Hydraulic Separation, closely spaced tees
July 12, 2014

Why all the fuss about hydraulic separators? Closely spaced tees have worked just fine for me for 30 years... and it’s a cheaper way to go!

Yes, closely spaced tees do work and so do thermal storage tanks.  Let’s look at some facts about hydraulic separators (a.k.a. low loss headers, or de-couplers), closely spaced tees and tanks:

As stated in idronics #15:  "Any component, or combination of components, that has very low head loss, and is common to two or more hydronic circuits, can provide hydraulic separation between those circuits.”

A hydraulic separator reduces flow velocity, in the vessel, which allows for two secondary functions - air removal and dirt removal - in one device.  3-in-1 hydraulic separators make air removal and dirt removal primary functions, along with hydraulic separation, with no added piping connections or installation costs.  Magnetic dirt removal adds a fourth function to the above. Caleffi’s SEP4™ is available in sizes 1” to 2”.  Magnetic separation is especially effective for older system retrofits which can contain a high amount of magnetic iron and steel particles.

Closely spaced tees are easier to insulate and cheaper to buy (can’t argue with that) but they don’t necessarily save installation labor compared to hydraulic separators.
A system with closely spaced tees still requires air and dirt removal devices.

Locating a thermal storage tank between primary and secondary piping offers the added advantage of hydraulic separation, in addition to having a buffer tank. Separate air and dirt removal devices are still required.

Thanks for reading,
Kevin Freidt

Categories in which appears
Blog post comments
Mark Olson
July 16, 2014

I wonder if any of our blog readers can guess what Professional NFL Team has this hydraulic separator working in their radiant turf heating system? (nice insulation job)

Mark Olson
July 16, 2014

If you are going to do closely spaced tees, piping them right is critical. Here's a good example from Wern Air in Colorado. Nice job.

By the way, this photo does not have any Caleffi components used except for one. In fact several of them are used. Does anyone see them?

Mark Olson

In reply to by Nathan White

August 07, 2014

Nathan, right on. In fact there are 4! Check it out.
Hope all is well up there. Ice out yet? :)

Mark Olson
July 16, 2014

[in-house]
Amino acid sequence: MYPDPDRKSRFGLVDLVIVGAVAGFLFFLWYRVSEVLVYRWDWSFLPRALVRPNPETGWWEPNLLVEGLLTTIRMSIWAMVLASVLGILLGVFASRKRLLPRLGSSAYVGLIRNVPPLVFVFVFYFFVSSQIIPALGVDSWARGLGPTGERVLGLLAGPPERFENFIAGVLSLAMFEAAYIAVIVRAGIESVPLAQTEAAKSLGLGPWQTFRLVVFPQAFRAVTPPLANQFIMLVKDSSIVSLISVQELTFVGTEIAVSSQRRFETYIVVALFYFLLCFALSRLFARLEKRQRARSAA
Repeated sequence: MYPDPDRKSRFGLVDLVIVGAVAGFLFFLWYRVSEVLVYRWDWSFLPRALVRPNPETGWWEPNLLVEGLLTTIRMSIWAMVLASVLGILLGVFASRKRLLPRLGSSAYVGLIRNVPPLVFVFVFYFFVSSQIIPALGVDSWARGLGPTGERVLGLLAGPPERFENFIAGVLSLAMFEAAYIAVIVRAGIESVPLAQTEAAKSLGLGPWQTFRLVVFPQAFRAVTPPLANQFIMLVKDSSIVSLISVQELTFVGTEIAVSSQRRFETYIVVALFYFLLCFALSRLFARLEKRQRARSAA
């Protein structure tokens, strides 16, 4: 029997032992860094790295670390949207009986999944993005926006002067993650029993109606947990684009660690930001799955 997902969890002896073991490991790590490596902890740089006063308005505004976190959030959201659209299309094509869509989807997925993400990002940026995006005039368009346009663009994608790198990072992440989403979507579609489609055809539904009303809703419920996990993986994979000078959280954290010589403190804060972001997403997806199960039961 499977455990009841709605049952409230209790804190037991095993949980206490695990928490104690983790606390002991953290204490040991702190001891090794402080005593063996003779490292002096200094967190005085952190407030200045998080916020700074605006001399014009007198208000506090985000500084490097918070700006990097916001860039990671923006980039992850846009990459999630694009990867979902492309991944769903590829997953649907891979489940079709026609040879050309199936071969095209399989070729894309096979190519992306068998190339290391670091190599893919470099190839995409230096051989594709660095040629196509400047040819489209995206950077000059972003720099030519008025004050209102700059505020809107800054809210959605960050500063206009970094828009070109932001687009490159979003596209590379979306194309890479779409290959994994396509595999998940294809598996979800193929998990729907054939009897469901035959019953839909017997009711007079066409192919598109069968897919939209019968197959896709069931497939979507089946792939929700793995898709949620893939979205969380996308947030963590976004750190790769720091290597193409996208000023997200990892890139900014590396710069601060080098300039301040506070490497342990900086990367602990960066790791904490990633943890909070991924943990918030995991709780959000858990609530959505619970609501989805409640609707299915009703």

Energy Solutions in Winston-Salem sent in this intriguing de-coupler example. Buffer tank with two primaries and one secondary piped! I think this job was buttoned up with insulation after the photos.

Erin Deibert
July 21, 2014

Hydro Separators take the guess work out of the equation for the installing contractors. Often mistakes in closely spaced tee systems happen because the installer is required to make the piping fit the space he is given in the mechanical room. Some very inventive pipe around corners and with offsets can violate the principles required to maintain proper primary/secondary piping.
When installing contractors are given this as a piece of equipment, they treat it as just a component that is to be installed as planned. This makes for less field alterations of the piping design and ensures the intent to create primary/secondary piping is maintained.


In reply to by Erin Deibert

March 24, 2021

What side of the low loss header should the expansion tank be on? What problems can occur if it's on the wrong side? I've seen different manufacturers show different placement, and different engineers disagree with manufacturers placement....as an installer...I still have guess work...


In reply to by stankus

March 25, 2021

The expansion tank can be installed on either side of the low loss header as long as its on the suction side of the pump. You never want to have your pump pumping into or preloading the expansion tank. Please reference Idronics 15 where you will find a lot of information and concept drawings showing systems and expansion tank positioning.  Page 42 has a great display of where to or not to install the expansion tank.

Mark Olson
September 05, 2014

Sometimes the message just doesn't get across clearly! We are all human :) Check it out